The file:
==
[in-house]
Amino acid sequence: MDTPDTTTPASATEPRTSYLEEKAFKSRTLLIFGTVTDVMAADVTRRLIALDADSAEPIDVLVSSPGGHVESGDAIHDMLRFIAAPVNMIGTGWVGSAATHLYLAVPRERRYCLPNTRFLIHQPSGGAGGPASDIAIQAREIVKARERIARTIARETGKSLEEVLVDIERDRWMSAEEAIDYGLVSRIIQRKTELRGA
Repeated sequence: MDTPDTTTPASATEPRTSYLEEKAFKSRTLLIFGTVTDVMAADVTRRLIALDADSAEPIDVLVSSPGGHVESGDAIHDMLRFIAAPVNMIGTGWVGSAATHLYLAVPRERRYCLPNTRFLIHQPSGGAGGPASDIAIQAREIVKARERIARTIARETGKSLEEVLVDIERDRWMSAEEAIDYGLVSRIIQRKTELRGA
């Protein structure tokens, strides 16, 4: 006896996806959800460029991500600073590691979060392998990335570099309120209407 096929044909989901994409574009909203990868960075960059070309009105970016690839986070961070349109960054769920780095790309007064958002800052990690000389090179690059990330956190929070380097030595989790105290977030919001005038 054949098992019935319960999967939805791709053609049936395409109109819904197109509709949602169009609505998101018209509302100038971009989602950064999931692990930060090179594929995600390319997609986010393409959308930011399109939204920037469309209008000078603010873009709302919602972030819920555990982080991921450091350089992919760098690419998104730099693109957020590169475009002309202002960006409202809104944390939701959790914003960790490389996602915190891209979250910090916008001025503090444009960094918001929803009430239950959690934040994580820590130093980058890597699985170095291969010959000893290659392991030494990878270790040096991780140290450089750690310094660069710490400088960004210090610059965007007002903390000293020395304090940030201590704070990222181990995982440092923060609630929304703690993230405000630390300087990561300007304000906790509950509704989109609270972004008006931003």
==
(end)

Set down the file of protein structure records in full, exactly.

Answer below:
[in-house]
Amino acid sequence: MDTPDTTTPASATEPRTSYLEEKAFKSRTLLIFGTVTDVMAADVTRRLIALDADSAEPIDVLVSSPGGHVESGDAIHDMLRFIAAPVNMIGTGWVGSAATHLYLAVPRERRYCLPNTRFLIHQPSGGAGGPASDIAIQAREIVKARERIARTIARETGKSLEEVLVDIERDRWMSAEEAIDYGLVSRIIQRKTELRGA
Repeated sequence: MDTPDTTTPASATEPRTSYLEEKAFKSRTLLIFGTVTDVMAADVTRRLIALDADSAEPIDVLVSSPGGHVESGDAIHDMLRFIAAPVNMIGTGWVGSAATHLYLAVPRERRYCLPNTRFLIHQPSGGAGGPASDIAIQAREIVKARERIARTIARETGKSLEEVLVDIERDRWMSAEEAIDYGLVSRIIQRKTELRGA
């Protein structure tokens, strides 16, 4: 006896996806959800460029991500600073590691979060392998990335570099309120209407 096929044909989901994409574009909203990868960075960059070309009105970016690839986070961070349109960054769920780095790309007064958002800052990690000389090179690059990330956190929070380097030595989790105290977030919001005038 054949098992019935319960999967939805791709053609049936395409109109819904197109509709949602169009609505998101018209509302100038971009989602950064999931692990930060090179594929995600390319997609986010393409959308930011399109939204920037469309209008000078603010873009709302919602972030819920555990982080991921450091350089992919760098690419998104730099693109957020590169475009002309202002960006409202809104944390939701959790914003960790490389996602915190891209979250910090916008001025503090444009960094918001929803009430239950959690934040994580820590130093980058890597699985170095291969010959000893290659392991030494990878270790040096991780140290450089750690310094660069710490400088960004210090610059965007007002903390000293020395304090940030201590704070990222181990995982440092923060609630929304703690993230405000630390300087990561300007304000906790509950509704989109609270972004008006931003």